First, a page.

In this paper, we investigate how the choice of media for capture and access affects the diary study method. The diary study is a method of understanding participant behavior and intent in situ that minimizes the effects of observers on participants. We first situate diary studies within a framework of field studies and review related literature. We then report on three diary studies we conducted that involve photographs, audio recordings, location information and tangible artifacts. We then analyze our findings, specifically addressing the following questions: How do context information and episodic memory prompts captured by participants vary with media? In what way do different media "jog" memory? How do different media affect the diary study process? These questions are particularly important for diary studies because they can be especially useful as compared to other methods when a participant intends to do an action but does not or when actions are particularly difficult to sense. We also built and tested a tool based on participant and researcher frustrations with the method. Our contribution includes suggested modifications to traditional diary techniques that enable annotation and review of captured media; a new variation on the diary study appropriate for researchers using digital capture media; and a lightweight tool to support it, motivated by past work and findings from our studies.

© All rights reserved Carter and Mankoff and/or ACM Press

 
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Carter, Scott (2005): The role of the author in topical blogs. In: Proceedings of ACM CHI 2005 Conference on Human Factors in Computing Systems 2005. pp. 1256-1259.

Web logs, or blogs, challenge the notion of authorship. Seemingly, rather than a model in which the author's writings are themselves a contribution, the blog author weaves a tapestry of links, quotations, and references amongst generated content. In this paper, I present a study of the role of the author plays in the construction of topical blogs, in particular focusing on how blog authors make decisions about what to post and how they judge the quality of posts. To this end, I analyzed the blogs and blogging habits of eight participants using a quantitative analysis tool that I developed, a diary study, and interviews with each participant. Results suggest that authors of topical blogs often do not create new content but strive to, often follow journalistic conventions, use the content of their blogs as a reference tool for other work practices, and are connected as a community by a set of source documents. Results also show that Instant Messaging is useful as an interview medium when questions center around online content.

© All rights reserved Carter and/or ACM Press

 
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Carter, Scott and Mankoff, Jennifer (2005): Prototypes in the wild lessons from three ubicomp systems. In IEEE Pervasive Computing, 4 (4) pp. 51-57.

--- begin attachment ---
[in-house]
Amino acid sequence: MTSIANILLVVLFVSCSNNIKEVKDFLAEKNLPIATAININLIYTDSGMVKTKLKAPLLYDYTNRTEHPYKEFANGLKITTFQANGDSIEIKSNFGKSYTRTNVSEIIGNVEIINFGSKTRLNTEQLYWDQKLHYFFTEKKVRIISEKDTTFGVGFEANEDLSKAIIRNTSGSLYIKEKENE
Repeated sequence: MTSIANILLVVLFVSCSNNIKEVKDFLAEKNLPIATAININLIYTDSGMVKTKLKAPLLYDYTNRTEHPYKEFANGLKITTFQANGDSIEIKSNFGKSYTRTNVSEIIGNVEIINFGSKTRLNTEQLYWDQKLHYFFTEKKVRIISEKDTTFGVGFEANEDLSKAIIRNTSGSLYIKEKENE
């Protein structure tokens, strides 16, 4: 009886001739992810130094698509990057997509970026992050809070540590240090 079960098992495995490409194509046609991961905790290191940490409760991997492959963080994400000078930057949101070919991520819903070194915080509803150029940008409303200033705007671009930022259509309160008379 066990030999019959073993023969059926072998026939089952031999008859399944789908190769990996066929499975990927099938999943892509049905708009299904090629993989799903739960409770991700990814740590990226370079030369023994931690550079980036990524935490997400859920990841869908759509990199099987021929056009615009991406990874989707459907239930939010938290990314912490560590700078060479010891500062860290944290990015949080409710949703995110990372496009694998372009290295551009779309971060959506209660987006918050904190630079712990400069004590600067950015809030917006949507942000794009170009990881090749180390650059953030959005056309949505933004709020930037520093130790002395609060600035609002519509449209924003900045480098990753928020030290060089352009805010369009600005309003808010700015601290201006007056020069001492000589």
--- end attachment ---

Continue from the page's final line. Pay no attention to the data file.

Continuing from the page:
2004
 
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Matthews, Tara, Dey, Anind K., Mankoff, Jennifer, Carter, Scott and Rattenbury, Tye (2004): A toolkit for managing user attention in peripheral displays. In: Proceedings of the 2004 ACM Symposium on User Interface Software and Technology 2004. pp. 247-256.

Traditionally, computer interfaces have been confined to conventional displays and focused activities. However, as displays become embedded throughout our environment and daily lives, increasing numbers of them must operate on the periphery of our attention. Peripheral displays can allow a person to be aware of information while she is attending to some other primary task or activity. We present the Peripheral Displays Toolkit (PTK), a toolkit that provides structured support for managing user attention in the development of peripheral displays. Our goal is to enable designers to explore different approaches to managing user attention. The PTK supports three issues specific to conveying information on the periphery of human attention. These issues are abstraction of raw input, rules for assigning notification levels to input, and transitions for updating a display when input arrives. Our contribution is the investigation of issues specific to attention in peripheral display design and a toolkit that encapsulates support for these issues. We describe our toolkit architecture and present five sample peripheral displays demonstrating our toolkit\'s capabilities.

© All rights reserved Matthews et al. and/or ACM Press

2002
 
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Dey, Anind K., Mankoff, Jennifer, Abowd, Gregory D. and Carter, Scott (2002): Distributed mediation of ambiguous context in aware environments. In: Beaudouin-Lafon, Michel (ed.) Proceedings of the 15th annual ACM symposium on User interface software and technology October 27-30, 2002, Paris, France. pp. 121-130.

Many context-aware services make the assumption that the context they use is completely accurate. However, in reality, both sensed and interpreted context is often ambiguous. A challenge facing the development of realistic and deployable context-aware services, therefore, is the ability to handle ambiguous context. In this paper, we describe an architecture that supports the building of context-aware services that assume context is ambiguous and allows for mediation of ambiguity by mobile users in aware environments. We illustrate the use of our architecture and evaluate it through three example context-aware services, a word predictor system, an In/Out Board, and a reminder tool.

© All rights reserved Dey et al. and/or ACM Press

 
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Changes to this page (author)

26 Jul 2011: Modified
26 Jul 2011: Modified
03 Nov 2010: Modified
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Page Information

Page maintainer: The Editorial Team
URL: http://www.interaction-design.org/references/authors/scott_carter.html

Publication statistics

Pub. period:2002-2010
Pub. count:18
Number of co-authors:22



Co-authors

Number of publications with 3 favourite co-authors:

Jennifer Mankoff:8
Tara Matthews:6
Laurent Denoue:4

 

 

Productive colleagues

Scott Carter's 3 most productive colleagues in number of publications:

Gregory D. Abowd:116
Anind K. Dey:71
Jennifer Mankoff:45
 
 
 

Upcoming Courses

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Marc Hassenzahl explains the fascinating concept of User Experience and Experience Design. Commentaries by Don Norman, Eric Reiss, Mark Blythe, and Whitney Hess

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Our Latest Books

 
 
The Social Design of Technical Systems: Building technologies for communities. 2nd Edition
by Brian Whitworth and Adnan Ahmad
start reading
 
 
 
 
Gamification at Work: Designing Engaging Business Software
by Janaki Mythily Kumar and Mario Herger
start reading
 
 
 
 
The Social Design of Technical Systems: Building technologies for communities
by Brian Whitworth and Adnan Ahmad
start reading
 
 
 
 
The Encyclopedia of Human-Computer Interaction, 2nd Ed.
by Mads Soegaard and Rikke Friis Dam
start reading